The SALRC recommends the following fonts for Telugu language pedagogy and Internet applications:
[Click on font names or samples for specific information and text samples for each font.]
Free download from Kamban Software.
Note: This font also supports Devanagari, Kannada, Malayalam, Sinhala, and Tamil.
Shareware download from James Kass’s homepage. Registration enables access to updated versions.
Commercial font packaged with Microsoft’s Windows XP and Office XP.
Input Schemes and Keyboard Layouts
For typing in Telugu on Windows platforms, the SALRC recommends the following options:
- Windows XP Keyboard Layout: Microsoft Windows XP offers a native ‘Inscript’ keyboard layout for Telugu (as a part of the optional mutlilingual support). These may be accessed through Control Panel > System > Languages, and are an optional installation (Click on “How to Install Fonts and Layouts” in the left navigation bar for more information). The keyboard may be viewed with the On-screen Keyboard Viewer (Start > Program Files > Utilities > Accessibility > On Screen Keyboard).
- OpenOffice.org: A free, open-source office suite project that is Unicode-savvy, OpenType enabled, and able to run on Linux/Sparc, Mac OS X (with X11), and all modern Windows platforms, including Windows 95.
Rendering issues: Mac vs. PC vs. Linux
The fonts recommended on this page have been tested for functionality on PCs running Windows XP/2000/2003/NT. They are unsuitable for use with Macintosh computers, because they make use of OpenType technology, developed jointly by Microsoft and Adobe, for displaying vowel signs (matras) and ligatures appropriately. While OS X also recognizes OpenType layout tables, it uses a different rendering engine (ATSUI), and these fonts are written for Microsoft’s engine (called Uniscribe).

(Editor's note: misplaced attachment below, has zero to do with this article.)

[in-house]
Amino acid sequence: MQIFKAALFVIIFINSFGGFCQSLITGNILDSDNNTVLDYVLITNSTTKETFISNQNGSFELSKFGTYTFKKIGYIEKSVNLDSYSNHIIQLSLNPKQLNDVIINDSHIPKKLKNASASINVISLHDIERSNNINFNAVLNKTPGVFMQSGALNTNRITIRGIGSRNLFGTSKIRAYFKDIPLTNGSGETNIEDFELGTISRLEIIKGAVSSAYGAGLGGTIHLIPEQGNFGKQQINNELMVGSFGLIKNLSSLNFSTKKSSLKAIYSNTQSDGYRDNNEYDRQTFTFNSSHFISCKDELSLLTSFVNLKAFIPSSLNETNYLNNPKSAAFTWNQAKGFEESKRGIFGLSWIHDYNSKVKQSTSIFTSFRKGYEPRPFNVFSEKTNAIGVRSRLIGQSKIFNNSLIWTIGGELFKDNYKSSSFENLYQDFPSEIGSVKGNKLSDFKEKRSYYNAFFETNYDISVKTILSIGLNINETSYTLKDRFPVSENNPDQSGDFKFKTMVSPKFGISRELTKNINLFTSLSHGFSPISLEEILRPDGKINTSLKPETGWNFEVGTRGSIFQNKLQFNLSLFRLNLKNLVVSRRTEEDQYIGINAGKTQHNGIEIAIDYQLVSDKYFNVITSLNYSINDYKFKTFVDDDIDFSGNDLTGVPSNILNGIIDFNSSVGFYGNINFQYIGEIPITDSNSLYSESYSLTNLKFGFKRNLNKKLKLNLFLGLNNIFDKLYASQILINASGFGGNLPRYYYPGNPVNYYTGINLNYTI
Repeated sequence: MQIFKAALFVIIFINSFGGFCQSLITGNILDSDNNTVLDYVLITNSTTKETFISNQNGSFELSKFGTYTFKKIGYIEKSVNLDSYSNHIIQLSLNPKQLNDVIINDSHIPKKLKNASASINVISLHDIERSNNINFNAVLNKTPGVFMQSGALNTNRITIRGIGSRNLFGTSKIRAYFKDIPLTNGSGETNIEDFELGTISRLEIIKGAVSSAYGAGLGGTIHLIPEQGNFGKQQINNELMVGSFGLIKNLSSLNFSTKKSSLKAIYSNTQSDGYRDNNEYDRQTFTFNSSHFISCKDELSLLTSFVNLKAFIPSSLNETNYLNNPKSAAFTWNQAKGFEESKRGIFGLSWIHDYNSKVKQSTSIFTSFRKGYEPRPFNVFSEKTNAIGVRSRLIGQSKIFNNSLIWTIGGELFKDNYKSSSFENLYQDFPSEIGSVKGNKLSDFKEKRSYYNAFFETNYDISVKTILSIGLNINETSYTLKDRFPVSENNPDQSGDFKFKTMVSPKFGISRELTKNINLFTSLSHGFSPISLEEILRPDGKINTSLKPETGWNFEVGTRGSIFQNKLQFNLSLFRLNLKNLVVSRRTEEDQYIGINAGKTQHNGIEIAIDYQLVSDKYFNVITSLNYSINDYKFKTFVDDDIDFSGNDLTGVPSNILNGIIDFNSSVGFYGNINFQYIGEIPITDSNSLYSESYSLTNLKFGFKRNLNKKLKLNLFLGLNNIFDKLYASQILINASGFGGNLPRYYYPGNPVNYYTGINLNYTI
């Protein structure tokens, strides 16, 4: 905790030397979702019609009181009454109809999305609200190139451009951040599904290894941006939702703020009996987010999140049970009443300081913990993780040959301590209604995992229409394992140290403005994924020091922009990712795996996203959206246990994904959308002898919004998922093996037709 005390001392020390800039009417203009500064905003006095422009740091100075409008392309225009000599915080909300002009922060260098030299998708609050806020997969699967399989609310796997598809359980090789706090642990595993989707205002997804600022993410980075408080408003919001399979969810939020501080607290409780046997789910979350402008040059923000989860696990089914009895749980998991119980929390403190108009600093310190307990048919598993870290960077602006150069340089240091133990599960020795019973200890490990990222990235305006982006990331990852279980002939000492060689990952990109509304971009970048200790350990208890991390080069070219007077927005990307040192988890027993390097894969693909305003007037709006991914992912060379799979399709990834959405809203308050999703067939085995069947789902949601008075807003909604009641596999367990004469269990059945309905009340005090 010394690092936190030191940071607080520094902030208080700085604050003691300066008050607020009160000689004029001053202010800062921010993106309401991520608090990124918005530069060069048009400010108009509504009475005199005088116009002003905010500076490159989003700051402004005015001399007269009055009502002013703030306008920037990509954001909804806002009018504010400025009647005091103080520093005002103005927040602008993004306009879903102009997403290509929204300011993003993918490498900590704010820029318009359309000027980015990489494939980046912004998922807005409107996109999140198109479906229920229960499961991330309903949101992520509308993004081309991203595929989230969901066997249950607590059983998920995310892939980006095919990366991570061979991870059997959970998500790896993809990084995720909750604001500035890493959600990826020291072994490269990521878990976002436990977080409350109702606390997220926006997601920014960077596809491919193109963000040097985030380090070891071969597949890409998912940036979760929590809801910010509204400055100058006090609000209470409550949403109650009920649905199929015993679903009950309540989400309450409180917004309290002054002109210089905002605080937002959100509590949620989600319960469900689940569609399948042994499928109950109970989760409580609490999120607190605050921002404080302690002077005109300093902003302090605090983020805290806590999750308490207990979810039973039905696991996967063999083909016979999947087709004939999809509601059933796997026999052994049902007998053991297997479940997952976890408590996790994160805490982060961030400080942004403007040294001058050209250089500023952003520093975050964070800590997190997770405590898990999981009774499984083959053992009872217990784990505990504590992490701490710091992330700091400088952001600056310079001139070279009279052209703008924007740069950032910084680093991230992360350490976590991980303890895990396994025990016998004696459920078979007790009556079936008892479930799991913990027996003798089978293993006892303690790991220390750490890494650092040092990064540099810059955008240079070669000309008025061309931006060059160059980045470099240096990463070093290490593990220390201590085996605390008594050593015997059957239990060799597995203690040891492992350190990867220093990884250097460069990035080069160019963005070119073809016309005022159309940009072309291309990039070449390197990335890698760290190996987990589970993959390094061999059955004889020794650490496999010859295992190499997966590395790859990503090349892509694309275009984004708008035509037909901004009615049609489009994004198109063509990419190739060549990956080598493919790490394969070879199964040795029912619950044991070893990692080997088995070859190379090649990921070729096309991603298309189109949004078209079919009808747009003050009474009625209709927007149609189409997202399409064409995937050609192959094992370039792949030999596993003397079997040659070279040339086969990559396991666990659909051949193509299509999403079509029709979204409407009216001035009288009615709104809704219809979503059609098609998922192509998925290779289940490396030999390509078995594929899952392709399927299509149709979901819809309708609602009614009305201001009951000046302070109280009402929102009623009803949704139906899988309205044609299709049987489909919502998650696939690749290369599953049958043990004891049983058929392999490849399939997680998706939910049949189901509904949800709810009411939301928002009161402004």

OSX currently does not offer Telugu as a part of its international language support; however, a Unicode Telugu Language Kit may be purchased from XenoType Technologies.
These fonts are compatible with most distributions of Linux running Gnome or KDE. Most major distributions also offer or include free Telugu-language packages, which include keyboards and fonts.
Additional Resources and Credits
The content and design of this page rely largely Alan Wood’s Unicode Fonts and WAZU JAPAN’s Gallery of Unicode Fonts; these sites are excellent and up-to-date resources to find fonts, text editors, browsers, and other Unicode resources. The statistics and other font details appearing on this page have been used with their permission. Visit Penn State’s South Asian Computing Information pages for additonal Unicode support. Malathi Nidadavolu (University of Wisconsin, Madison) and Tirumala Krishna Desikacharyulu (www.kavya-nandanam.com) have provided invaluable assistance and advice in the creation of this page.